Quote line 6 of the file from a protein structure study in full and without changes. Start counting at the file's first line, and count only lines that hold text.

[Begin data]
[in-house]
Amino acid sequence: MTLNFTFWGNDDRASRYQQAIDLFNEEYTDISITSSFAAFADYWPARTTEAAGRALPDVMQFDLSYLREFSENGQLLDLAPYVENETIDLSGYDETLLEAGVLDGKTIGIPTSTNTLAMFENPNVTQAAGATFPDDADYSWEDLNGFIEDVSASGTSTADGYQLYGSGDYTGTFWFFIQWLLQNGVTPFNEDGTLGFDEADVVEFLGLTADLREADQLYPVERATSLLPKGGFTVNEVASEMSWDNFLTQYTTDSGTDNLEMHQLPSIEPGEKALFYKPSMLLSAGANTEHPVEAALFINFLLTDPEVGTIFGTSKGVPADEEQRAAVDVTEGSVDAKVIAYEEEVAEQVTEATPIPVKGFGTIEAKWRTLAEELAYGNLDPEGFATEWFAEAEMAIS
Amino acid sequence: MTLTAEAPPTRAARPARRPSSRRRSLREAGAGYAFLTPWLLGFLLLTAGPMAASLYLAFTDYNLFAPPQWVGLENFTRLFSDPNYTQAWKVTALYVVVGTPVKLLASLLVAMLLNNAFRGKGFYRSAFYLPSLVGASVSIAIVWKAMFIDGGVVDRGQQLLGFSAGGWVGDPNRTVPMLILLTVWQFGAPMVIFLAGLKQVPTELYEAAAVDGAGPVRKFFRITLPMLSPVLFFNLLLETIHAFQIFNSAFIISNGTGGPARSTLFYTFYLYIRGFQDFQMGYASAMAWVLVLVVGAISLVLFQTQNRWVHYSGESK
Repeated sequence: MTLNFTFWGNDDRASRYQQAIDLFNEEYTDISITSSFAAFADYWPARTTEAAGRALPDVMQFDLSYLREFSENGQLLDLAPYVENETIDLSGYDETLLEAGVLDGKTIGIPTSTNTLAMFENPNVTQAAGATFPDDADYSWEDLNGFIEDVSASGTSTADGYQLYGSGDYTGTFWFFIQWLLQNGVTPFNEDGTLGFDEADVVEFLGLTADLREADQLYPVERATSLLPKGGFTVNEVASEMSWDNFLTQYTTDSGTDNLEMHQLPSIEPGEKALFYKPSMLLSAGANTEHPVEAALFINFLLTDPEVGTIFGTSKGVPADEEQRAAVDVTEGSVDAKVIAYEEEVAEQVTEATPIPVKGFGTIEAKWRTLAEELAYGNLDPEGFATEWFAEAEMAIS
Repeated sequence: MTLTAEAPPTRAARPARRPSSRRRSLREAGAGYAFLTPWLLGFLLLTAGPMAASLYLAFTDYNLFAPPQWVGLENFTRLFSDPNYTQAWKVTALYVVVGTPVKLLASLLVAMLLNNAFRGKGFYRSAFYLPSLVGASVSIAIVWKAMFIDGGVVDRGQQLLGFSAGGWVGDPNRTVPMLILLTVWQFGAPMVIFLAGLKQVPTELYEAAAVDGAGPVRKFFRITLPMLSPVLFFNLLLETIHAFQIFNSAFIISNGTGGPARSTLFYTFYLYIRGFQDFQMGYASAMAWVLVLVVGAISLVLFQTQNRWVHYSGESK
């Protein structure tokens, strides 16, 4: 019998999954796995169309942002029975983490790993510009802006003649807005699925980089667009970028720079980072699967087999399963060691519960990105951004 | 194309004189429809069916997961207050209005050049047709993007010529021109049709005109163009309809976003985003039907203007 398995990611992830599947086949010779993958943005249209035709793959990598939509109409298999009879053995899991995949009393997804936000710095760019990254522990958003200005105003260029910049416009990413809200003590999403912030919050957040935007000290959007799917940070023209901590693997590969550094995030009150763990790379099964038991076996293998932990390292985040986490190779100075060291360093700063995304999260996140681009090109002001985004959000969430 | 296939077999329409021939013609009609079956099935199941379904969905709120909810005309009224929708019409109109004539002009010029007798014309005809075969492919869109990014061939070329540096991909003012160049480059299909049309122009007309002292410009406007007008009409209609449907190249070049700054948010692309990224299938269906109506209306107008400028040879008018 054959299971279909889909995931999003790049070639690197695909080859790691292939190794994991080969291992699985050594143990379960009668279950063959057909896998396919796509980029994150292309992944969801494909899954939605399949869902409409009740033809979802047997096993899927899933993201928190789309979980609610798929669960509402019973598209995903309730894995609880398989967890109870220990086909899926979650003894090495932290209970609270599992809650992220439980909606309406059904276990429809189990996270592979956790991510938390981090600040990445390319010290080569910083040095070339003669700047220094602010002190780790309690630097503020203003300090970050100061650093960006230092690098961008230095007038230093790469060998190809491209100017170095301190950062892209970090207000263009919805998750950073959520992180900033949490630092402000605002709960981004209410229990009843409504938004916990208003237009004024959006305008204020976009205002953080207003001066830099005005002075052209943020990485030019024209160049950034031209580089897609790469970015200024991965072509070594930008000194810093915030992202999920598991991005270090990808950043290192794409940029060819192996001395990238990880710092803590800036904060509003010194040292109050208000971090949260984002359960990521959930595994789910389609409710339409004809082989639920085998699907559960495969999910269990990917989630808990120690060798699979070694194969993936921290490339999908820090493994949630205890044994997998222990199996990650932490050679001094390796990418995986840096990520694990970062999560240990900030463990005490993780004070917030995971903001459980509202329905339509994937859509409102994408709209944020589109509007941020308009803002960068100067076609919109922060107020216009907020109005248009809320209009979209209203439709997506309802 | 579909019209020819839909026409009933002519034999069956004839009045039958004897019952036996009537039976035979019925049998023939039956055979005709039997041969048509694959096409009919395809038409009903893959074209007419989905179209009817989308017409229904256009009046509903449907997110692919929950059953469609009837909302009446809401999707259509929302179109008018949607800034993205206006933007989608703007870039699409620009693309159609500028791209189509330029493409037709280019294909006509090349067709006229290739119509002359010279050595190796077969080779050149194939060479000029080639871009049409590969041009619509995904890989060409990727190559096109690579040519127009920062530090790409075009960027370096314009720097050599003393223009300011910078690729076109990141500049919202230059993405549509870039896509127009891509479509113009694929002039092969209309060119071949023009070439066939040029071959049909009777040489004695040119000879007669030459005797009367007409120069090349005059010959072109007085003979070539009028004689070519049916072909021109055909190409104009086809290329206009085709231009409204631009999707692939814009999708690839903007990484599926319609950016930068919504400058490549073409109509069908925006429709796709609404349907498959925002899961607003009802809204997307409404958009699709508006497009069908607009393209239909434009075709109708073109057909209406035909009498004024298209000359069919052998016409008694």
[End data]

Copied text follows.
């Protein structure tokens, strides 16, 4: 019998999954796995169309942002029975983490790993510009802006003649807005699925980089667009970028720079980072699967087999399963060691519960990105951004 | 194309004189429809069916997961207050209005050049047709993007010529021109049709005109163009309809976003985003039907203007 398995990611992830599947086949010779993958943005249209035709793959990598939509109409298999009879053995899991995949009393997804936000710095760019990254522990958003200005105003260029910049416009990413809200003590999403912030919050957040935007000290959007799917940070023209901590693997590969550094995030009150763990790379099964038991076996293998932990390292985040986490190779100075060291360093700063995304999260996140681009090109002001985004959000969430 | 296939077999329409021939013609009609079956099935199941379904969905709120909810005309009224929708019409109109004539002009010029007798014309005809075969492919869109990014061939070329540096991909003012160049480059299909049309122009007309002292410009406007007008009409209609449907190249070049700054948010692309990224299938269906109506209306107008400028040879008018 054959299971279909889909995931999003790049070639690197695909080859790691292939190794994991080969291992699985050594143990379960009668279950063959057909896998396919796509980029994150292309992944969801494909899954939605399949869902409409009740033809979802047997096993899927899933993201928190789309979980609610798929669960509402019973598209995903309730894995609880398989967890109870220990086909899926979650003894090495932290209970609270599992809650992220439980909606309406059904276990429809189990996270592979956790991510938390981090600040990445390319010290080569910083040095070339003669700047220094602010002190780790309690630097503020203003300090970050100061650093960006230092690098961008230095007038230093790469060998190809491209100017170095301190950062892209970090207000263009919805998750950073959520992180900033949490630092402000605002709960981004209410229990009843409504938004916990208003237009004024959006305008204020976009205002953080207003001066830099005005002075052209943020990485030019024209160049950034031209580089897609790469970015200024991965072509070594930008000194810093915030992202999920598991991005270090990808950043290192794409940029060819192996001395990238990880710092803590800036904060509003010194040292109050208000971090949260984002359960990521959930595994789910389609409710339409004809082989639920085998699907559960495969999910269990990917989630808990120690060798699979070694194969993936921290490339999908820090493994949630205890044994997998222990199996990650932490050679001094390796990418995986840096990520694990970062999560240990900030463990005490993780004070917030995971903001459980509202329905339509994937859509409102994408709209944020589109509007941020308009803002960068100067076609919109922060107020216009907020109005248009809320209009979209209203439709997506309802 | 579909019209020819839909026409009933002519034999069956004839009045039958004897019952036996009537039976035979019925049998023939039956055979005709039997041969048509694959096409009919395809038409009903893959074209007419989905179209009817989308017409229904256009009046509903449907997110692919929950059953469609009837909302009446809401999707259509929302179109008018949607800034993205206006933007989608703007870039699409620009693309159609500028791209189509330029493409037709280019294909006509090349067709006229290739119509002359010279050595190796077969080779050149194939060479000029080639871009049409590969041009619509995904890989060409990727190559096109690579040519127009920062530090790409075009960027370096314009720097050599003393223009300011910078690729076109990141500049919202230059993405549509870039896509127009891509479509113009694929002039092969209309060119071949023009070439066939040029071959049909009777040489004695040119000879007669030459005797009367007409120069090349005059010959072109007085003979070539009028004689070519049916072909021109055909190409104009086809290329206009085709231009409204631009999707692939814009999708690839903007990484599926319609950016930068919504400058490549073409109509069908925006429709796709609404349907498959925002899961607003009802809204997307409404958009699709508006497009069908607009393209239909434009075709109708073109057909209406035909009498004024298209000359069919052998016409008694």